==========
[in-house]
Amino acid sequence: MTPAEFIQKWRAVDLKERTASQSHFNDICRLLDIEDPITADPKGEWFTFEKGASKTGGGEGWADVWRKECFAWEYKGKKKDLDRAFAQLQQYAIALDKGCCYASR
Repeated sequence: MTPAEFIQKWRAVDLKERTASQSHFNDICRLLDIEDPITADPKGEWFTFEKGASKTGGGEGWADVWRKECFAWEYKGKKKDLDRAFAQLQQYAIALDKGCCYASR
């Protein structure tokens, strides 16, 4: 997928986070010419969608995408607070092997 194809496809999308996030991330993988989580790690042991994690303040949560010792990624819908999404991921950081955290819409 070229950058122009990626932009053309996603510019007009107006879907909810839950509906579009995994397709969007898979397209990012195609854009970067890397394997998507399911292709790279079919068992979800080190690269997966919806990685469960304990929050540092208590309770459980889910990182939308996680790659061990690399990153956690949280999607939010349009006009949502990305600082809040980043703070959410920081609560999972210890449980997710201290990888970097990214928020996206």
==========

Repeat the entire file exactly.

[in-house]
Amino acid sequence: MTPAEFIQKWRAVDLKERTASQSHFNDICRLLDIEDPITADPKGEWFTFEKGASKTGGGEGWADVWRKECFAWEYKGKKKDLDRAFAQLQQYAIALDKGCCYASR
Repeated sequence: MTPAEFIQKWRAVDLKERTASQSHFNDICRLLDIEDPITADPKGEWFTFEKGASKTGGGEGWADVWRKECFAWEYKGKKKDLDRAFAQLQQYAIALDKGCCYASR
């Protein structure tokens, strides 16, 4: 997928986070010419969608995408607070092997 194809496809999308996030991330993988989580790690042991994690303040949560010792990624819908999404991921950081955290819409 070229950058122009990626932009053309996603510019007009107006879907909810839950509906579009995994397709969007898979397209990012195609854009970067890397394997998507399911292709790279079919068992979800080190690269997966919806990685469960304990929050540092208590309770459980889910990182939308996680790659061990690399990153956690949280999607939010349009006009949502990305600082809040980043703070959410920081609560999972210890449980997710201290990888970097990214928020996206």